11 Scariest Horror Movie Monsters Of The 1990s, Ranked
The '90s was a strange decade for horror. On one hand, this was an era that delivered some incredibly successful horror movies, with the likes of Scream, Bram Stoker's Dracula, Halloween H20, Blade, and The Blair Witch Project all proving to be box office smashes. But on the other, it was not a decade where originality was particularly rewarded. While the '70s and '80s had frequently pushed the genre in bold and exciting new directions, the 1990s was largely marked by remakes, sequels, adaptations, and self-referential deconstructions of existing movies.
But what the '90s did give us were some great monster movies. Every decade has had its fair share of scary creature features, but this was the decade that saw great advancements in CGI; from the moment Terminator 2 and Jurassic Park showed what could now be done with digital effects, filmmakers started to embrace the new technology. And while it's fair to say that some of these early uses of CG haven’t dated that well, used in moderation, digital effects have allowed horror filmmakers to enhance and improve their physical creations.
The 1990s also showcased a wide variety of monsters. There were giant snakes and crocodiles, alien shapeshifters, gigantic seabeats, subterranean worms, rampaging lizards, demonic invaders, and entire communities of weird and scary creatures. So here's our look at the 11 scariest horror movie monsters of the 1990s.
11. Mary and Charles Brady (Sleepwalkers, 1992)
The '90s were somewhat short on great werewolf movies, but we did get this very odd werecat film. Sleepwalkers has an original screenplay by Stephen King and was directed by horror veteran Mick Garris (The Stand, Master of Horror). The movie centers on an incestuous mom and son, who transform at night and cause gory mayhem in a small town. It's not a particularly good film, but there are some cool ideas in here, one being that the only thing that can stop these shapeshifting felines are other cats, who both fear and hate them.
10. Giant Crocodile (Lake Placid, 1999)
There's something way more ridiculous about a gigantic version of a real-life creature than one that's been entirely invented for a movie. The team behind Lake Placid knew this and didn't attempt to play their giant crocodile thriller too seriously. The result is an enjoyable horror-comedy, in which the 32-foot creature makes its first appearance by chowing down on a grizzly bear, before moving onto a variety of human victims. For some reason, Bill Pullman and Bridget Fonda ended up in this nonsense, but the film is more memorable for both its monster croc and the scene in which Golden Girls star Betty White feeds an entire cow to it.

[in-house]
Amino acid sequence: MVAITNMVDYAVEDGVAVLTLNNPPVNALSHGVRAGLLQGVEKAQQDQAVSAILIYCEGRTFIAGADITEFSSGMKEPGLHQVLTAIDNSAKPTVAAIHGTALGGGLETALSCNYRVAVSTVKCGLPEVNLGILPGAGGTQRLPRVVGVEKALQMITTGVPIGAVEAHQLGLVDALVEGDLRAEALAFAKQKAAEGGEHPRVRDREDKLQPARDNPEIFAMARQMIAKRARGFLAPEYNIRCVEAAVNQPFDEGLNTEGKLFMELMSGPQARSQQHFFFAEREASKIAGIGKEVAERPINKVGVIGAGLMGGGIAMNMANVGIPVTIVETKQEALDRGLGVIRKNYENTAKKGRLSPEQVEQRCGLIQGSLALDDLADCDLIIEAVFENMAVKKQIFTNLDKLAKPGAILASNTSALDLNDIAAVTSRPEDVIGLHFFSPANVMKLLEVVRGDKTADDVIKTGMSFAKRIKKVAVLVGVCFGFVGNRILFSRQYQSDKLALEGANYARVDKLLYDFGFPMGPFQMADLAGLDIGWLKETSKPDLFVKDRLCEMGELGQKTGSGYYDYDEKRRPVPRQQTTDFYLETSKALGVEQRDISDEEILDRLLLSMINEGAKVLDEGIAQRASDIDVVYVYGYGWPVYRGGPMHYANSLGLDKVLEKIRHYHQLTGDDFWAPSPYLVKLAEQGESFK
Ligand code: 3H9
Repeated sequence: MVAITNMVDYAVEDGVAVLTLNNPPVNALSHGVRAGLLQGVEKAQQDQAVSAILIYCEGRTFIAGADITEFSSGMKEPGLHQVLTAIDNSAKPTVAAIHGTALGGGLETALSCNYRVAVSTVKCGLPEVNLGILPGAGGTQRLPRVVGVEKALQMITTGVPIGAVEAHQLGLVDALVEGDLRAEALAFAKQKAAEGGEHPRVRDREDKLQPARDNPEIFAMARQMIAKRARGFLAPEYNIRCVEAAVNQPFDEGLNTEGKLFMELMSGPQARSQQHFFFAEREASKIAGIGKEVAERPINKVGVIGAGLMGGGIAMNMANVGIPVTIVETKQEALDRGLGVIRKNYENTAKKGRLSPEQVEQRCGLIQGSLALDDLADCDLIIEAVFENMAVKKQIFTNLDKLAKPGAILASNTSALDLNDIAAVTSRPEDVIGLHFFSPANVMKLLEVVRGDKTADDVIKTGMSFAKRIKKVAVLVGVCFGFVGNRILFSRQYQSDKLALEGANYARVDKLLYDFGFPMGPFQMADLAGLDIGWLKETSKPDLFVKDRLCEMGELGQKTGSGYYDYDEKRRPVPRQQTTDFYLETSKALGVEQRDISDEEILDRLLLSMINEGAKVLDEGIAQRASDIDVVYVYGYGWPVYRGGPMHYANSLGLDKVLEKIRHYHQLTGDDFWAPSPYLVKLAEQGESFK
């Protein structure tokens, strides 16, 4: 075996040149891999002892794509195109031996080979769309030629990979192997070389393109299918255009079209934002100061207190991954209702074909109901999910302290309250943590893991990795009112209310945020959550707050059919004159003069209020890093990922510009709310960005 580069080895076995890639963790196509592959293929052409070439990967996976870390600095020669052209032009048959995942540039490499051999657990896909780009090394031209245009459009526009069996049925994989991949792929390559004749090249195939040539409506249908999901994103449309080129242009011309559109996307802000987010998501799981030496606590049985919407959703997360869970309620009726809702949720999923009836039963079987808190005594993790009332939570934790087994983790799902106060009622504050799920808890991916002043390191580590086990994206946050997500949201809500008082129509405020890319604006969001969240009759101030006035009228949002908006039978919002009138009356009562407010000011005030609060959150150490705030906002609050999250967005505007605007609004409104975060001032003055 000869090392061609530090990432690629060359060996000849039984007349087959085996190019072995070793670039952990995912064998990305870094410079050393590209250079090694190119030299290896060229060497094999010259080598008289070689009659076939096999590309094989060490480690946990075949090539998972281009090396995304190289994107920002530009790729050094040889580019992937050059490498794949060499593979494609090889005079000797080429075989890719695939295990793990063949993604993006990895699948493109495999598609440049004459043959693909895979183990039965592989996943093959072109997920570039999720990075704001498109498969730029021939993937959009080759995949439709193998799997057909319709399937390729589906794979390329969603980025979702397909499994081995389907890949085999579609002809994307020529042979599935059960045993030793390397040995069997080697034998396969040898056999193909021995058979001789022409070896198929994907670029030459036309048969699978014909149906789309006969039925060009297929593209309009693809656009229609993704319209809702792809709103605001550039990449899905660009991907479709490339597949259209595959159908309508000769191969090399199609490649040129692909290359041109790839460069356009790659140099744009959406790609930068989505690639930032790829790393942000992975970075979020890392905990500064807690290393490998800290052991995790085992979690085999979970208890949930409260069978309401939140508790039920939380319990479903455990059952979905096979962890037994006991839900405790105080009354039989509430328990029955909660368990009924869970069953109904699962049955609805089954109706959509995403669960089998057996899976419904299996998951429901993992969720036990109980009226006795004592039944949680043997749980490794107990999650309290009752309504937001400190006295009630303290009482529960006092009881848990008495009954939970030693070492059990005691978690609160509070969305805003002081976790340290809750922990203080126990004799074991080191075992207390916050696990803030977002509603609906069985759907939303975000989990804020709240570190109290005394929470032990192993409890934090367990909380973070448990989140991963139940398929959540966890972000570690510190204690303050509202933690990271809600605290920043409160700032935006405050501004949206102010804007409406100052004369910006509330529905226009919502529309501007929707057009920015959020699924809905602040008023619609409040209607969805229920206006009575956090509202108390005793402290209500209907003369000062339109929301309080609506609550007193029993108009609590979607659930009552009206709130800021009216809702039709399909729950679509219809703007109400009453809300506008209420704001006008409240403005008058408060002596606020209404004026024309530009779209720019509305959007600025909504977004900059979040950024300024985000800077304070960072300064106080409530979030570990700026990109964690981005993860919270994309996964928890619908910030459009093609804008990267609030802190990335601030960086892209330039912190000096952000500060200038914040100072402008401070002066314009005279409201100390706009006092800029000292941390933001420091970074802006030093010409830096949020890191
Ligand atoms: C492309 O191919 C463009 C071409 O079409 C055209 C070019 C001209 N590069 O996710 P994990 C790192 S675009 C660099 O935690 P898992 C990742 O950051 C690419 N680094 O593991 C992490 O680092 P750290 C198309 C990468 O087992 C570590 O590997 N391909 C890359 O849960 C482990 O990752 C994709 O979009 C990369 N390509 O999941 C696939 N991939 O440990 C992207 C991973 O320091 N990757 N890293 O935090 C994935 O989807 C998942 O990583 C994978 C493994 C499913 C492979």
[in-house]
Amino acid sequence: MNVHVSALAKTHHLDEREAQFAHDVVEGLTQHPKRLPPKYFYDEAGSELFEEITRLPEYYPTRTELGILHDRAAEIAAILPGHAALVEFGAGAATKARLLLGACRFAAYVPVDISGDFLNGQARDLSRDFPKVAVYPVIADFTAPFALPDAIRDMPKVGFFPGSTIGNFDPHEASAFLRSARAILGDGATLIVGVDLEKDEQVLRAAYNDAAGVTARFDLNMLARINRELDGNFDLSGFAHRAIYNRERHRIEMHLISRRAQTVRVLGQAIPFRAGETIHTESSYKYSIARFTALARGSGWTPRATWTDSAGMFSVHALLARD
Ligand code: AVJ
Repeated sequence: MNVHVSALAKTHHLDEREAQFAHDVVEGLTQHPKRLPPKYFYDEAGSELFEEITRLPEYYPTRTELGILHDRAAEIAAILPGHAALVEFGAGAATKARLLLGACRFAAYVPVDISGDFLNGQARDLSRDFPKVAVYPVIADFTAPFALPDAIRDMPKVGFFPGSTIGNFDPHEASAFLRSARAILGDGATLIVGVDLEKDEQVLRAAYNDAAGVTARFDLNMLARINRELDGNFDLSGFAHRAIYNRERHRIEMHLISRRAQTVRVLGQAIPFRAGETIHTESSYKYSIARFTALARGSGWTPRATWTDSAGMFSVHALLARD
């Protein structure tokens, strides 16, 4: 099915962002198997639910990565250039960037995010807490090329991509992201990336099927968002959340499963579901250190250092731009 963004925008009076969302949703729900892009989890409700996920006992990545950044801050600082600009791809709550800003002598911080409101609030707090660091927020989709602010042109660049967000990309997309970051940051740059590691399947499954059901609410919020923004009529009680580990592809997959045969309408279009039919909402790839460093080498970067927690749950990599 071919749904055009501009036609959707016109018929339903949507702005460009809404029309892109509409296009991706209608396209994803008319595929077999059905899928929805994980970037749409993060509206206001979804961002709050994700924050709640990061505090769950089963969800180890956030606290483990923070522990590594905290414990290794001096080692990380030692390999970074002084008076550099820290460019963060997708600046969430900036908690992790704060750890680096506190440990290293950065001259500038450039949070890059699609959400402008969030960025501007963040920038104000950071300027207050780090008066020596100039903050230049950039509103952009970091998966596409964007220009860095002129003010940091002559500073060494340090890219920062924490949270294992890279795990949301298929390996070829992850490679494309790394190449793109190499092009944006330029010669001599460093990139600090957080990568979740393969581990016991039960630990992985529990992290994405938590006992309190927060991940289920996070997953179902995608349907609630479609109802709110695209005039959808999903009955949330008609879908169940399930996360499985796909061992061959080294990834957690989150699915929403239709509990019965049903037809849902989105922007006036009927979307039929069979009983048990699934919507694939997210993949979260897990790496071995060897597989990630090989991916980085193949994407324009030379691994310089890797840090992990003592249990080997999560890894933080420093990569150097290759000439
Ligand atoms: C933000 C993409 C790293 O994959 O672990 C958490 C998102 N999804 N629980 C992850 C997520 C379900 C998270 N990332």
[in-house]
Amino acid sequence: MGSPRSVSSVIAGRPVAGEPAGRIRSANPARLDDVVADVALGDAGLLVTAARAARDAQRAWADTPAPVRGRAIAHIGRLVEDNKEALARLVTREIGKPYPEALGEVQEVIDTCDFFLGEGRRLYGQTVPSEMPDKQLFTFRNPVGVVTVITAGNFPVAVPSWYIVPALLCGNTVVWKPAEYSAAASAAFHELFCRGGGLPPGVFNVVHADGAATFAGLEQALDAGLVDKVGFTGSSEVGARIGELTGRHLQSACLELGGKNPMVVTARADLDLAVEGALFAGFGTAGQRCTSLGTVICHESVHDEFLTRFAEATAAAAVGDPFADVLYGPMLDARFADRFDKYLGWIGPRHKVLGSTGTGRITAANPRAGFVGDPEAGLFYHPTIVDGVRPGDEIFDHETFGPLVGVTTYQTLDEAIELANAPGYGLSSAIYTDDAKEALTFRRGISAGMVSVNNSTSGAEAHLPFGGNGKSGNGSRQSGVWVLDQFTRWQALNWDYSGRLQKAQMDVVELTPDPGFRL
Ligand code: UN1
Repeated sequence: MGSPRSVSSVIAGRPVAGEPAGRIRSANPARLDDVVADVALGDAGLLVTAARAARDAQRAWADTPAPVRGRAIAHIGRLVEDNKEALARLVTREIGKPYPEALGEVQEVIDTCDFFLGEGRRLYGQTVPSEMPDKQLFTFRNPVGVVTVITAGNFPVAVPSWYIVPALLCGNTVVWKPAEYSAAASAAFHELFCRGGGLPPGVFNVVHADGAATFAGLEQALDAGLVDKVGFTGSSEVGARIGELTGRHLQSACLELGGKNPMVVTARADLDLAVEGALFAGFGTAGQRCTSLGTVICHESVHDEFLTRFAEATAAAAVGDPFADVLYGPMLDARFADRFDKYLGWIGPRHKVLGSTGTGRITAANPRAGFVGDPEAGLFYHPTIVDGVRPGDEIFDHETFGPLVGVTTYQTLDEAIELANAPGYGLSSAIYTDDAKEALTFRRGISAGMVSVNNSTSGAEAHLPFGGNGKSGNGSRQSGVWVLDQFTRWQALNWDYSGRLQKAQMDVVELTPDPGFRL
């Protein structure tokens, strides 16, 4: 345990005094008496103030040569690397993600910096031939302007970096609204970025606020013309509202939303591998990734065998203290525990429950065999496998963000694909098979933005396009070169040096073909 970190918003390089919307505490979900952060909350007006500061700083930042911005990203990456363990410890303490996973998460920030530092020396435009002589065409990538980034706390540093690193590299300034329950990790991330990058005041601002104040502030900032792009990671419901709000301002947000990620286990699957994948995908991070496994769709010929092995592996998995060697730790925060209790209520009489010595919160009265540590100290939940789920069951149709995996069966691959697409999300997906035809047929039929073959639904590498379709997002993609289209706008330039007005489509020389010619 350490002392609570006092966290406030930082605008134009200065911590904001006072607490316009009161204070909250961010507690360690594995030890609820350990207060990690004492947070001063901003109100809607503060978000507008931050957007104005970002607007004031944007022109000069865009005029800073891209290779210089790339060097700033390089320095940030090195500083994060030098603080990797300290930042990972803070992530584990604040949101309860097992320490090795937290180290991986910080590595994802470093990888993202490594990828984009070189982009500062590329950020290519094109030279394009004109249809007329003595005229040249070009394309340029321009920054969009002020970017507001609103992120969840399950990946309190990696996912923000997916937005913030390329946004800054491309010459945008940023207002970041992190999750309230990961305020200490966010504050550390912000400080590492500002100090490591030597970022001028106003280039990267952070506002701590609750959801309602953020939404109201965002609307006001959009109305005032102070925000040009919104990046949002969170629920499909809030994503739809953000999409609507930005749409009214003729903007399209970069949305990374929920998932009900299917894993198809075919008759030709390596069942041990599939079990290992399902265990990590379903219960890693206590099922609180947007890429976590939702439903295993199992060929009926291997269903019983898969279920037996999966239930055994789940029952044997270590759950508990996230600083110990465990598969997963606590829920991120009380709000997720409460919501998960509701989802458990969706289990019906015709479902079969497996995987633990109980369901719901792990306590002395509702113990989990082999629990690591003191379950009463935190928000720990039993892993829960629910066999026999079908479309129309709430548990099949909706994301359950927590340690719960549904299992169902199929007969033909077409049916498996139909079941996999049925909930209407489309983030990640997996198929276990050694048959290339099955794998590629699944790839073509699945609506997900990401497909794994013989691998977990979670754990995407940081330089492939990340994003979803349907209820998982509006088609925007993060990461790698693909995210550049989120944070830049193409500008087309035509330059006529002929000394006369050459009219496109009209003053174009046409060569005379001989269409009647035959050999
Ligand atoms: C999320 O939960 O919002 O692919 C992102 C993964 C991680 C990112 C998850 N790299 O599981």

9. Sil (Species, 1995)
Species was a real '90s oddity--it combined sci-fi horror with Basic Instinct-style erotic thrills and had a high-profile cast that included Ben Kingsley, Forest Whittaker, Alfred Molina, and Michael Madsen. The film's monster is Sil, a human/alien hybrid created in a laboratory by injecting a human egg with extraterrestrial DNA. Inevitably, as an adult Sil escapes and sets about trying to find a human mate. For much of the movie, Sil is seen in the human form as she tries to seduce unwitting men, and is played former model Natasha Henstridge. But the movie's climax reveals Sil's true appearance, a spikey, tentacled humanoid monster, with the powers of regeneration. Sil was designed by HR Giger, the amazing Swedish artist behind the original Alien design.
8. Giorgio (Castle Freak, 1995)
Most of the monsters on this list are big and scary, but the deformed creature of this dark and disturbing gothic horror gem is every bit as memorable. Castle Freak was directed by Re-Animator's Stuart Gordon, and focuses on a couple (played by Re-Animator stars Barbara Crampton and Jeffrey Combs) who buy an Italian castle, only to find Giorgio living in the basement. This hideous beast man is the deformed son of Duchess who sold them the castle, and he sets about satisfying his cravings for blood. Giorgio was played by stuntman Johnathan Fuller, who manages to make him both highly sympathetic and very scary.
7. Giant Anaconda (Anaconda, 1997)
As previously seen with both Species and Lake Placid, the '90s was the decade where a B-movie revolving around a cheap-looking monster could feature an unusually impressive cast. Anaconda takes the top prize on that front, with a ridiculous line-up that includes Jennifer Lopez, Owen Wilson, Jon Voight, Eric Stoltz, and Ice Cube. As the title suggests, the monster here is a giant snake. And that's basically it--it's huge, it's hungry, and very, very strong--as villainous Voight discovers when he is crushed to death at the end. The movie is a deliriously daft and fun film that somehow spawned four direct-to-video sequels (including 2015's Anaconda vs Lake Placid!)